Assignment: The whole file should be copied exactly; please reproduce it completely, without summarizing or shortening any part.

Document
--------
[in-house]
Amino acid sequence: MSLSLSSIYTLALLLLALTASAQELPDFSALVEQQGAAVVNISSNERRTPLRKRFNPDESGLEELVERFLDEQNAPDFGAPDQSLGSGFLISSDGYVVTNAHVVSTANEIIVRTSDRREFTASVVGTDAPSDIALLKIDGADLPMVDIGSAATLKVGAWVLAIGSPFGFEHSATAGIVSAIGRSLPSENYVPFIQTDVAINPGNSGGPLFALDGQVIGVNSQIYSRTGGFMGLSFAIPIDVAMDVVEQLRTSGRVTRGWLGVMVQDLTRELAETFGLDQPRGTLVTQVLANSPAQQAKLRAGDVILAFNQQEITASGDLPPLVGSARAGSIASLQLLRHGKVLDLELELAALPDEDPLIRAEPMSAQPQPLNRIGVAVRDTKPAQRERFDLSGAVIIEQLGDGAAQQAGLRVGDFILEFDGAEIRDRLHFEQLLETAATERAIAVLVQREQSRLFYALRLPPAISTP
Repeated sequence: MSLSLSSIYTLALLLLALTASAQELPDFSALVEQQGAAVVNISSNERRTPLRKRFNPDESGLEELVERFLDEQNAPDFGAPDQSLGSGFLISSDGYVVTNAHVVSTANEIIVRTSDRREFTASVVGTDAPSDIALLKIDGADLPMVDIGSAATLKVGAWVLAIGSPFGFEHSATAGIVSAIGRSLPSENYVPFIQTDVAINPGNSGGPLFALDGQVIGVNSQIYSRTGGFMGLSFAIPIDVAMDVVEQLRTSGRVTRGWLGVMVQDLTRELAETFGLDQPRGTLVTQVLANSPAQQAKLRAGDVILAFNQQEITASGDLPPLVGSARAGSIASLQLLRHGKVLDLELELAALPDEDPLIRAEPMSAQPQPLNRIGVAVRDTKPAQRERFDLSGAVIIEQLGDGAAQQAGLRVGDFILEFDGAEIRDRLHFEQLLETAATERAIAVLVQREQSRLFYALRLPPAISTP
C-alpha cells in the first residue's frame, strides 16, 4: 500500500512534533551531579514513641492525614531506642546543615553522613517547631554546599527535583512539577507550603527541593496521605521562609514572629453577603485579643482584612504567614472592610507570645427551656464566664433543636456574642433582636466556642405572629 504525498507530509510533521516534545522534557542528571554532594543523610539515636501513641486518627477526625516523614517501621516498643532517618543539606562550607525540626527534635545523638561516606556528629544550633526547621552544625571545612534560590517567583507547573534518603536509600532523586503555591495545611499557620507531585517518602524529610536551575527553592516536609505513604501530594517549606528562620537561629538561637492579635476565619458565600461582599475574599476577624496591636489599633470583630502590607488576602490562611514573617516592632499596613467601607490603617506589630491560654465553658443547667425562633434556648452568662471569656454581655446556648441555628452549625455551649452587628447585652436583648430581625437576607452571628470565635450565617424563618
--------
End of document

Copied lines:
[in-house]
Amino acid sequence: MSLSLSSIYTLALLLLALTASAQELPDFSALVEQQGAAVVNISSNERRTPLRKRFNPDESGLEELVERFLDEQNAPDFGAPDQSLGSGFLISSDGYVVTNAHVVSTANEIIVRTSDRREFTASVVGTDAPSDIALLKIDGADLPMVDIGSAATLKVGAWVLAIGSPFGFEHSATAGIVSAIGRSLPSENYVPFIQTDVAINPGNSGGPLFALDGQVIGVNSQIYSRTGGFMGLSFAIPIDVAMDVVEQLRTSGRVTRGWLGVMVQDLTRELAETFGLDQPRGTLVTQVLANSPAQQAKLRAGDVILAFNQQEITASGDLPPLVGSARAGSIASLQLLRHGKVLDLELELAALPDEDPLIRAEPMSAQPQPLNRIGVAVRDTKPAQRERFDLSGAVIIEQLGDGAAQQAGLRVGDFILEFDGAEIRDRLHFEQLLETAATERAIAVLVQREQSRLFYALRLPPAISTP
Repeated sequence: MSLSLSSIYTLALLLLALTASAQELPDFSALVEQQGAAVVNISSNERRTPLRKRFNPDESGLEELVERFLDEQNAPDFGAPDQSLGSGFLISSDGYVVTNAHVVSTANEIIVRTSDRREFTASVVGTDAPSDIALLKIDGADLPMVDIGSAATLKVGAWVLAIGSPFGFEHSATAGIVSAIGRSLPSENYVPFIQTDVAINPGNSGGPLFALDGQVIGVNSQIYSRTGGFMGLSFAIPIDVAMDVVEQLRTSGRVTRGWLGVMVQDLTRELAETFGLDQPRGTLVTQVLANSPAQQAKLRAGDVILAFNQQEITASGDLPPLVGSARAGSIASLQLLRHGKVLDLELELAALPDEDPLIRAEPMSAQPQPLNRIGVAVRDTKPAQRERFDLSGAVIIEQLGDGAAQQAGLRVGDFILEFDGAEIRDRLHFEQLLETAATERAIAVLVQREQSRLFYALRLPPAISTP
C-alpha cells in the first residue's frame, strides 16, 4: 500500500512534533551531579514513641492525614531506642546543615553522613517547631554546599527535583512539577507550603527541593496521605521562609514572629453577603485579643482584612504567614472592610507570645427551656464566664433543636456574642433582636466556642405572629 504525498507530509510533521516534545522534557542528571554532594543523610539515636501513641486518627477526625516523614517501621516498643532517618543539606562550607525540626527534635545523638561516606556528629544550633526547621552544625571545612534560590517567583507547573534518603536509600532523586503555591495545611499557620507531585517518602524529610536551575527553592516536609505513604501530594517549606528562620537561629538561637492579635476565619458565600461582599475574599476577624496591636489599633470583630502590607488576602490562611514573617516592632499596613467601607490603617506589630491560654465553658443547667425562633434556648452568662471569656454581655446556648441555628452549625455551649452587628447585652436583648430581625437576607452571628470565635450565617424563618